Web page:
On Shabbat morning, January 28, 1950, the sixth
Lubavitcher Rebbe, Rabbi Yosef Yitzchak Schneersohn, passed on to
his eternal rest.
The Rebbe was overcome with grief; for months afterwards,
his every reference to his father-in-law would summon forth a well
of tears. Though he was the natural choice for succession, he steadfastly
refused to take on the role of "Rebbe". It was a full
year before he succumbed to the entreaties pouring in from all corners
of the globe and officially accepted the mantle of leadership.
But from the very start, it was clear that he meant
to carry on his father-in-law's work to reach out and embrace every
Jew, not matter how geographically or spiritually distant from his
On February 7, a mere ten days after Rabbi Yosef
Yitzchak's passing, the Rebbe appointed Rabbi Michael Lipsker as
his shaliach ("emissary") to the Jews of Morocco.
* * *
The institution of shelichut is without doubt the
Rebbe's most revolutionary contribution to Jewish life today. It
is no exaggeration to say that it transformed the face of Judaism
in the second half of the 20th century.
The concept is both profound and simple. The Rebbe
wished to reach every Jew on the face of the earth and to inspire
in them an increased commitment to Judaism and the task of bringing
redemption to the world. But to reach every Jew is a task technically
impossible for a single human being. So he raised an army of young
men and women and said to them: I empower you to act in my stead.
When you go out there--to New Jersey or to Alaska, to Belo Horizonte,
Brazil or to Chelybinsk, Siberia, it will be as if I myself am going
there; as if I myself am giving that class, koshering that kitchen,
or conducting that Passover Seder.
Shelichut is a legal concept in Torah law, by which
one person can appoint another to perform an action in his place.
The Rebbe took this Torah concept and transformed it into a calling
and a way of life for dozens, and then hundreds, and then thousands
of young families.
The Rebbe did not allow his sheluchim the luxury
of mindless obedience to his dictates. Instead, he insisted that
their programs and activities must arise from the particular strengths
and inclinations of the shaliach and the particular needs and circumstances
of his locality. It was the Rebbe's unique type of leadership that
could combine this with the fact that each shaliach was suffused
with the awareness that he or she is acting as an extension of the
Rebbe's very person--which was what empowered them to overcome the
otherwise insurmountable difficulties that lay in their path.
The Rebbe felt a special kinship with his sheluchim.
When the Rebbetzin passed away in 1988, his first request was "to
notify [our] children, the sheluchim." Before the Rebbe left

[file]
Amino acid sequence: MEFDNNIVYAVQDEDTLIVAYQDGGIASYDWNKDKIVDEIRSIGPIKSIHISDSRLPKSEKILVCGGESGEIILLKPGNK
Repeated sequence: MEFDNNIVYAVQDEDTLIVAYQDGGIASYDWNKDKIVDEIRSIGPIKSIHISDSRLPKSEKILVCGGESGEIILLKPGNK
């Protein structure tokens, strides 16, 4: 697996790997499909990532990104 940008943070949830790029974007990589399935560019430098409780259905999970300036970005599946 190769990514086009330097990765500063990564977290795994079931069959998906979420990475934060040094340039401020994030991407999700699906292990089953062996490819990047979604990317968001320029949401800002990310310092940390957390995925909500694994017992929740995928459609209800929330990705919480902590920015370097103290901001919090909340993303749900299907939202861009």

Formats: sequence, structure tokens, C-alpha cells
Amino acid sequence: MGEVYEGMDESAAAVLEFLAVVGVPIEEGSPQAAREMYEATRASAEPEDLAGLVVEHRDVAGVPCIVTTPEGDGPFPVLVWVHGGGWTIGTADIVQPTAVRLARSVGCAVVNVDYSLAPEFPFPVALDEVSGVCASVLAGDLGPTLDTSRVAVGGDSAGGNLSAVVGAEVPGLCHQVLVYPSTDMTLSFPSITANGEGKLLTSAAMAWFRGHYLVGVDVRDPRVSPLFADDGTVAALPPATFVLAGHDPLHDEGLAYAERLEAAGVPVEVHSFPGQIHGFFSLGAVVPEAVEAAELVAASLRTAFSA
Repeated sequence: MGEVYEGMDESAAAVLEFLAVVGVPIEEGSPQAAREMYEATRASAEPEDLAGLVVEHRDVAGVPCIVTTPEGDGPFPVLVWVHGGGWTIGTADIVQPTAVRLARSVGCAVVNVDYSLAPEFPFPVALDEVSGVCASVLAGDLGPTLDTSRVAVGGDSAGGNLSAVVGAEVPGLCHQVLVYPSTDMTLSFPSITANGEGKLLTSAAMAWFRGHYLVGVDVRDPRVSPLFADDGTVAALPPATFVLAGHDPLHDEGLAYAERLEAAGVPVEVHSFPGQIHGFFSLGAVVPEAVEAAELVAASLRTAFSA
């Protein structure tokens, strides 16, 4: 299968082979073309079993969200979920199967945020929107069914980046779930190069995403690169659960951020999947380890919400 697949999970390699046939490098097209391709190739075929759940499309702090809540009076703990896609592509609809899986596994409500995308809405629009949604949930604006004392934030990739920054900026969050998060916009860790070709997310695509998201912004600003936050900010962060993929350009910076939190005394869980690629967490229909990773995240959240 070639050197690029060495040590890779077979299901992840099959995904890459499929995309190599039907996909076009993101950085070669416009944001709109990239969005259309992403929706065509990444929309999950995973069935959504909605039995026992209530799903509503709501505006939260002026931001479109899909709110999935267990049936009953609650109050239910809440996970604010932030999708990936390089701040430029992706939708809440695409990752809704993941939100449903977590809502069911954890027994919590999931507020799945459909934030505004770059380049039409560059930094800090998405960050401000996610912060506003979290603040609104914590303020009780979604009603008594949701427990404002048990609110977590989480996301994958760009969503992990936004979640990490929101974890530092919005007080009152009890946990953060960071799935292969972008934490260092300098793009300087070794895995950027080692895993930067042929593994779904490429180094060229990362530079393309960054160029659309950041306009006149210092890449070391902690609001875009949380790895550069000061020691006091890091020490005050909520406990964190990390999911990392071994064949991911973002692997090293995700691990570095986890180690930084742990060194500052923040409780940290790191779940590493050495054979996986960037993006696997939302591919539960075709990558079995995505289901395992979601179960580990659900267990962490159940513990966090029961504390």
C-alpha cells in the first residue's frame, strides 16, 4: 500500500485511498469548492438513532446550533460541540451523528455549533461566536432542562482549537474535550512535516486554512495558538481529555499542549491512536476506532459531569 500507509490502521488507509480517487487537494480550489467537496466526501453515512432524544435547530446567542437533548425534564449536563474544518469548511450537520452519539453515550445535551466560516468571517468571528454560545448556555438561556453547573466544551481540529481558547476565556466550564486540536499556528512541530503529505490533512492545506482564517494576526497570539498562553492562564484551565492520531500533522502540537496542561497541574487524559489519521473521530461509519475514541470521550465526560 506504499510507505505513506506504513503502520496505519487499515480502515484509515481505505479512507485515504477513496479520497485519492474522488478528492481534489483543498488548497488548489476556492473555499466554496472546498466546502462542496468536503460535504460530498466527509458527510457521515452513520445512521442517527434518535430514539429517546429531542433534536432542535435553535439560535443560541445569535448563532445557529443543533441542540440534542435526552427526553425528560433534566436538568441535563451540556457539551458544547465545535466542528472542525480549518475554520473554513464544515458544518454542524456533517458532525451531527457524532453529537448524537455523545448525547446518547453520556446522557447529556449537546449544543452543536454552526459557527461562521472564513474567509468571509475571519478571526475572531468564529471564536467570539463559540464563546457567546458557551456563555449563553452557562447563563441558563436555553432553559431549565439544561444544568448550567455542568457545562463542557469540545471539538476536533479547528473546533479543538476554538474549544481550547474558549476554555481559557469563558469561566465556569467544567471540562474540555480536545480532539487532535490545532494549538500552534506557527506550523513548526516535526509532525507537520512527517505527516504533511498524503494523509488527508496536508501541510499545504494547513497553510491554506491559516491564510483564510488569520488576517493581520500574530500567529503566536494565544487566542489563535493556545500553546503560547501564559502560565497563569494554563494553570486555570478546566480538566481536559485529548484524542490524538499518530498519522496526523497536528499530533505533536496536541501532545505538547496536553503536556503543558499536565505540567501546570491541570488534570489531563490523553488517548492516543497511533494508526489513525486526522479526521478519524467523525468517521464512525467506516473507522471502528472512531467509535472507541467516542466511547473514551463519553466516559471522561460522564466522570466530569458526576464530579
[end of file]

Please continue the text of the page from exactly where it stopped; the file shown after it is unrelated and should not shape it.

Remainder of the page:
his office on that fateful day in March of 1992, he arranged his
desk--ordinarily covered with stacks of books and papers--leaving
one item on its cleared surface: the three-volume album containing
the pictures of his sheluchim.
On January 17, 1951, the Rebbe formally accepted
the leadership of Chabad-Lubavitch by delivering the traditional
maamar (discourse of Chassidic teaching) at a gathering marking
the first anniversary of his father-in-law’s passing. On that
occasion, the Rebbe said (free translation):
Here in America people like to hear things expressed
in the form of a "statement"--preferably a provocative
and shocking statement. I don't know if this is the best approach,
but as our Sages have said, "When you come to a city, do as
The three loves--love of G-d, love of Torah and
love of one's fellow--are one. One cannot differentiate between
them, for they are of a single essence. And since they are of a
single essence, each one embodies all three.
This is our "statement": If you see a
person who has a love of G-d but lacks a love of Torah and a love
of his fellow, you must tell him that his love of G-d is incomplete.
And if you see a person who has only a love for his fellow, you
must strive to bring him to a love of Torah and a love of G-d--that
his love toward his fellows should not only be expressed in providing
bread for the hungry and water for the thirsty, but also to bring
them close to Torah and to G-d.
When we will have the three loves together, we
will achieve the Redemption. For just as this last Exile was caused
by a lack of brotherly love, so shall the final and immediate Redemption
be achieved by love for one's fellow.
At that gathering, the Rebbe also laid down what
was to become the leitmotif of his teachings and activities: that
ours is the generation entrusted with the task of bringing to fruition
the very purpose of creation, which Chassidic teaching defines as
“making a dwelling for G-d in the physical world.” Ours
is the generation, said the Rebbe, which will herald the Age of
Moshiach--the era of goodness and perfection which is the end-goal
of man’s millennia-long effort to bring to light the divine
image in which he was created.